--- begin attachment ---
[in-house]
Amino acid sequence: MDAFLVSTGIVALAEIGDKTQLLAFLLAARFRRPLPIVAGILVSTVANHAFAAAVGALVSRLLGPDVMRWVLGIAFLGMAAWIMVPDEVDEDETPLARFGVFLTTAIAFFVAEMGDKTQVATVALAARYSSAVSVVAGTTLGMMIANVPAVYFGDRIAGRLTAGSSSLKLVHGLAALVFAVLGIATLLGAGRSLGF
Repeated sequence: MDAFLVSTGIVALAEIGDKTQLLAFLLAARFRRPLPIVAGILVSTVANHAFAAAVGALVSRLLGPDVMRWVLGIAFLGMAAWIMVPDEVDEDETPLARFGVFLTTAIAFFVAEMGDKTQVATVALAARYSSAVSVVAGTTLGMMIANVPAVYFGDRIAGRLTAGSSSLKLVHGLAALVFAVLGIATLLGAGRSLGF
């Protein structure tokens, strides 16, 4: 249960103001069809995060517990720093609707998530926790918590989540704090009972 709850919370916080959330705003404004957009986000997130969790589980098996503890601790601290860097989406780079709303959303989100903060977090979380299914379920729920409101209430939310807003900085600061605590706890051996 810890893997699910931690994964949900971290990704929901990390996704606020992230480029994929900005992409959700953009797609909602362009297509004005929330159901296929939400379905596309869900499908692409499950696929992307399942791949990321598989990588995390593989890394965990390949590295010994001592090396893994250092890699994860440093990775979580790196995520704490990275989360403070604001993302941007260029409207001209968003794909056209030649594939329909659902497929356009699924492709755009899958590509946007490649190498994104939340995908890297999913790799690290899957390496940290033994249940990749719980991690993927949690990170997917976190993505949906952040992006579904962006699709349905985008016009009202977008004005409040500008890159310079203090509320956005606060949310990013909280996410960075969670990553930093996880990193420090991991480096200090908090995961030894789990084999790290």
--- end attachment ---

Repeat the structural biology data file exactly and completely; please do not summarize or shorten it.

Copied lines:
[in-house]
Amino acid sequence: MDAFLVSTGIVALAEIGDKTQLLAFLLAARFRRPLPIVAGILVSTVANHAFAAAVGALVSRLLGPDVMRWVLGIAFLGMAAWIMVPDEVDEDETPLARFGVFLTTAIAFFVAEMGDKTQVATVALAARYSSAVSVVAGTTLGMMIANVPAVYFGDRIAGRLTAGSSSLKLVHGLAALVFAVLGIATLLGAGRSLGF
Repeated sequence: MDAFLVSTGIVALAEIGDKTQLLAFLLAARFRRPLPIVAGILVSTVANHAFAAAVGALVSRLLGPDVMRWVLGIAFLGMAAWIMVPDEVDEDETPLARFGVFLTTAIAFFVAEMGDKTQVATVALAARYSSAVSVVAGTTLGMMIANVPAVYFGDRIAGRLTAGSSSLKLVHGLAALVFAVLGIATLLGAGRSLGF
């Protein structure tokens, strides 16, 4: 249960103001069809995060517990720093609707998530926790918590989540704090009972 709850919370916080959330705003404004957009986000997130969790589980098996503890601790601290860097989406780079709303959303989100903060977090979380299914379920729920409101209430939310807003900085600061605590706890051996 810890893997699910931690994964949900971290990704929901990390996704606020992230480029994929900005992409959700953009797609909602362009297509004005929330159901296929939400379905596309869900499908692409499950696929992307399942791949990321598989990588995390593989890394965990390949590295010994001592090396893994250092890699994860440093990775979580790196995520704490990275989360403070604001993302941007260029409207001209968003794909056209030649594939329909659902497929356009699924492709755009899958590509946007490649190498994104939340995908890297999913790799690290899957390496940290033994249940990749719980991690993927949690990170997917976190993505949906952040992006579904962006699709349905985008016009009202977008004005409040500008890159310079203090509320956005606060949310990013909280996410960075969670990553930093996880990193420090991991480096200090908090995961030894789990084999790290």